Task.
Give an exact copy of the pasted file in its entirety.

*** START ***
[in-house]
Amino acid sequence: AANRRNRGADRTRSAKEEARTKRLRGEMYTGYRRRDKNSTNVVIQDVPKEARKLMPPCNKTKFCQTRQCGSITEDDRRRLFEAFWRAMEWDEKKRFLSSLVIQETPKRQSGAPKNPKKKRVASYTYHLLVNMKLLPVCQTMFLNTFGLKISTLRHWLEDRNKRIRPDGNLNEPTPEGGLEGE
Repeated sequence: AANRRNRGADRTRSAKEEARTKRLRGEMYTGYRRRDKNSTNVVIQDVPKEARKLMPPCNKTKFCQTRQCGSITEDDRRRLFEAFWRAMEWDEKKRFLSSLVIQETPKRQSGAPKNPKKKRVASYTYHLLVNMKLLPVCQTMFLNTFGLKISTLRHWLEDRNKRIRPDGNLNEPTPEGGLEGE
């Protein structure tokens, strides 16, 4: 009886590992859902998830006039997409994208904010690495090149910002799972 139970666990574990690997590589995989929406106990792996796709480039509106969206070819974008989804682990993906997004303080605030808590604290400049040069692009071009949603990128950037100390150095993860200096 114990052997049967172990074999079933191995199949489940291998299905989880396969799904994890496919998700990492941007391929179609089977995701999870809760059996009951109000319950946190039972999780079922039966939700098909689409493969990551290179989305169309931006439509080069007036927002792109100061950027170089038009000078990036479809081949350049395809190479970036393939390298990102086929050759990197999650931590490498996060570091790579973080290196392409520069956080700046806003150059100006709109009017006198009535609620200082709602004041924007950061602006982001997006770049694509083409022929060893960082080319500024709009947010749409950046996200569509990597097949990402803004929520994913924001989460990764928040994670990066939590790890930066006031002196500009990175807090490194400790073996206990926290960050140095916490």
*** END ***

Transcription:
[in-house]
Amino acid sequence: AANRRNRGADRTRSAKEEARTKRLRGEMYTGYRRRDKNSTNVVIQDVPKEARKLMPPCNKTKFCQTRQCGSITEDDRRRLFEAFWRAMEWDEKKRFLSSLVIQETPKRQSGAPKNPKKKRVASYTYHLLVNMKLLPVCQTMFLNTFGLKISTLRHWLEDRNKRIRPDGNLNEPTPEGGLEGE
Repeated sequence: AANRRNRGADRTRSAKEEARTKRLRGEMYTGYRRRDKNSTNVVIQDVPKEARKLMPPCNKTKFCQTRQCGSITEDDRRRLFEAFWRAMEWDEKKRFLSSLVIQETPKRQSGAPKNPKKKRVASYTYHLLVNMKLLPVCQTMFLNTFGLKISTLRHWLEDRNKRIRPDGNLNEPTPEGGLEGE
């Protein structure tokens, strides 16, 4: 009886590992859902998830006039997409994208904010690495090149910002799972 139970666990574990690997590589995989929406106990792996796709480039509106969206070819974008989804682990993906997004303080605030808590604290400049040069692009071009949603990128950037100390150095993860200096 114990052997049967172990074999079933191995199949489940291998299905989880396969799904994890496919998700990492941007391929179609089977995701999870809760059996009951109000319950946190039972999780079922039966939700098909689409493969990551290179989305169309931006439509080069007036927002792109100061950027170089038009000078990036479809081949350049395809190479970036393939390298990102086929050759990197999650931590490498996060570091790579973080290196392409520069956080700046806003150059100006709109009017006198009535609620200082709602004041924007950061602006982001997006770049694509083409022929060893960082080319500024709009947010749409950046996200569509990597097949990402803004929520994913924001989460990764928040994670990066939590790890930066006031002196500009990175807090490194400790073996206990926290960050140095916490």